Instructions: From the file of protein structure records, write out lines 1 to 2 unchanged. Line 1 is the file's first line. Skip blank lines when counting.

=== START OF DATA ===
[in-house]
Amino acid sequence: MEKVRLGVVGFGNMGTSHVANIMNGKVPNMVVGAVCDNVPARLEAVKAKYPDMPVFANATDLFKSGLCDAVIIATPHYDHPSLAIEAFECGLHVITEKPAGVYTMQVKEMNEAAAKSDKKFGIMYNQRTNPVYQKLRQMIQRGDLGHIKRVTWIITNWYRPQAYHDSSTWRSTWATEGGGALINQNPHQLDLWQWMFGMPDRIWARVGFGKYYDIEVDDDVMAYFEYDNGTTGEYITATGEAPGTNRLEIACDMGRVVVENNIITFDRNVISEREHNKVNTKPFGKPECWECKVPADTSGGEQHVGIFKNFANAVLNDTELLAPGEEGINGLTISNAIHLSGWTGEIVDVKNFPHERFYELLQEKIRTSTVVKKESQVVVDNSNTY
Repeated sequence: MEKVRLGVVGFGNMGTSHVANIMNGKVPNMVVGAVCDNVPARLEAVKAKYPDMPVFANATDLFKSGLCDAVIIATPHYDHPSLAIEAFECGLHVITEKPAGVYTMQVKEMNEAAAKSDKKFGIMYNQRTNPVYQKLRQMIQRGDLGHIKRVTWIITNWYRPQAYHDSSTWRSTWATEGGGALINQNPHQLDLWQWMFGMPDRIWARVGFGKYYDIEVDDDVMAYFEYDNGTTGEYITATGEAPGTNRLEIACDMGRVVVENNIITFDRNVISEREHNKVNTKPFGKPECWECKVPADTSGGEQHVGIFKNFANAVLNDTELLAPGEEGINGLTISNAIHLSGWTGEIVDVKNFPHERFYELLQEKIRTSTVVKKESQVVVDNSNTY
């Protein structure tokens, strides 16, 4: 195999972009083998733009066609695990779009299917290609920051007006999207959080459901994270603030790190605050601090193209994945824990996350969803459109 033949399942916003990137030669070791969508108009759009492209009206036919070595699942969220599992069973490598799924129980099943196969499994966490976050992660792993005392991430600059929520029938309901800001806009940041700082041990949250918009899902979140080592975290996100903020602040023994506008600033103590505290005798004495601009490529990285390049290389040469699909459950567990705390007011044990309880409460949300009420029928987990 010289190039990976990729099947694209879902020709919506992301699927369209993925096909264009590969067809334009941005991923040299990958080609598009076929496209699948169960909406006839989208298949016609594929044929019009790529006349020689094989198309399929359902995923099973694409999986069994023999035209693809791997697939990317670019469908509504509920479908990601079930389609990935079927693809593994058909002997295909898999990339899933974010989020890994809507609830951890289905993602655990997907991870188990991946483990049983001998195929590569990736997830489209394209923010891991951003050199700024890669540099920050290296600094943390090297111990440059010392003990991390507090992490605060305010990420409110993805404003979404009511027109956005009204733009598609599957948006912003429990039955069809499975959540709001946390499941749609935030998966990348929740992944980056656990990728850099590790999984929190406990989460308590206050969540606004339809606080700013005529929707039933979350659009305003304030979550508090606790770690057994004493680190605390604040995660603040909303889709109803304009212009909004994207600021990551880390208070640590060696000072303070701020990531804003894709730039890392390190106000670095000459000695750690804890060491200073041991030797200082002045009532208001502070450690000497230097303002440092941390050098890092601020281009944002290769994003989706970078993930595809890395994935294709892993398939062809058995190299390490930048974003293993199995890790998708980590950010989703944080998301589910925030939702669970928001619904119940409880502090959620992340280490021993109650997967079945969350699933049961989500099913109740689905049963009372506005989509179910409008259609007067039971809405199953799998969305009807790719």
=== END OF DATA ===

[in-house]
Amino acid sequence: MEKVRLGVVGFGNMGTSHVANIMNGKVPNMVVGAVCDNVPARLEAVKAKYPDMPVFANATDLFKSGLCDAVIIATPHYDHPSLAIEAFECGLHVITEKPAGVYTMQVKEMNEAAAKSDKKFGIMYNQRTNPVYQKLRQMIQRGDLGHIKRVTWIITNWYRPQAYHDSSTWRSTWATEGGGALINQNPHQLDLWQWMFGMPDRIWARVGFGKYYDIEVDDDVMAYFEYDNGTTGEYITATGEAPGTNRLEIACDMGRVVVENNIITFDRNVISEREHNKVNTKPFGKPECWECKVPADTSGGEQHVGIFKNFANAVLNDTELLAPGEEGINGLTISNAIHLSGWTGEIVDVKNFPHERFYELLQEKIRTSTVVKKESQVVVDNSNTY